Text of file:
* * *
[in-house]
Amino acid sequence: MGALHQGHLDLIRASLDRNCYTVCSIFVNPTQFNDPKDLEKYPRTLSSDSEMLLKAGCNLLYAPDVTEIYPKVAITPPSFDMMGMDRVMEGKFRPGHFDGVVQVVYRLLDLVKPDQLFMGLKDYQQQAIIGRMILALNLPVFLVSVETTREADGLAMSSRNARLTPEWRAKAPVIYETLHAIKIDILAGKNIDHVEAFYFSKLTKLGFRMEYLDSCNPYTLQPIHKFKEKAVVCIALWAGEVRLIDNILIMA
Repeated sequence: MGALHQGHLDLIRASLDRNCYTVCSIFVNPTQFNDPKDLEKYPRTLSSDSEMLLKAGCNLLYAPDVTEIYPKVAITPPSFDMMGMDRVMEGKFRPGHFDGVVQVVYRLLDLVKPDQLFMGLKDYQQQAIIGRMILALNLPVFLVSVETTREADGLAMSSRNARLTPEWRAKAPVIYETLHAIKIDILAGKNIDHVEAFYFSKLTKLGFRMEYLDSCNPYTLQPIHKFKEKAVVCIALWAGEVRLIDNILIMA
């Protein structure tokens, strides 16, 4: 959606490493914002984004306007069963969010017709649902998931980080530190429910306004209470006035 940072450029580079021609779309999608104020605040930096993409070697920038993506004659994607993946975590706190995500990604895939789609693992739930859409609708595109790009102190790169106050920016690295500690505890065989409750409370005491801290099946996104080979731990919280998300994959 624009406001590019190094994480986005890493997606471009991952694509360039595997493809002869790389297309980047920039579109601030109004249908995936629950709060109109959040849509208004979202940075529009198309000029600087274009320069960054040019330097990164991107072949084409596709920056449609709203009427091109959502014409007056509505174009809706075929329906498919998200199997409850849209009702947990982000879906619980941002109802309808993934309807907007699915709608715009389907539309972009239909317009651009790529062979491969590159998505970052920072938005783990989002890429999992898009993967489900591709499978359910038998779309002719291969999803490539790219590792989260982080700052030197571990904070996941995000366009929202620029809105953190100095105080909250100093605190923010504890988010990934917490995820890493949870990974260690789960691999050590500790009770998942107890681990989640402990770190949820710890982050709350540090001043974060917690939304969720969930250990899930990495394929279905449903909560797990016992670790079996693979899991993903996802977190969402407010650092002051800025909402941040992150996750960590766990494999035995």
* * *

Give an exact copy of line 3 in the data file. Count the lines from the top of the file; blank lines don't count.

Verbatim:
Repeated sequence: MGALHQGHLDLIRASLDRNCYTVCSIFVNPTQFNDPKDLEKYPRTLSSDSEMLLKAGCNLLYAPDVTEIYPKVAITPPSFDMMGMDRVMEGKFRPGHFDGVVQVVYRLLDLVKPDQLFMGLKDYQQQAIIGRMILALNLPVFLVSVETTREADGLAMSSRNARLTPEWRAKAPVIYETLHAIKIDILAGKNIDHVEAFYFSKLTKLGFRMEYLDSCNPYTLQPIHKFKEKAVVCIALWAGEVRLIDNILIMA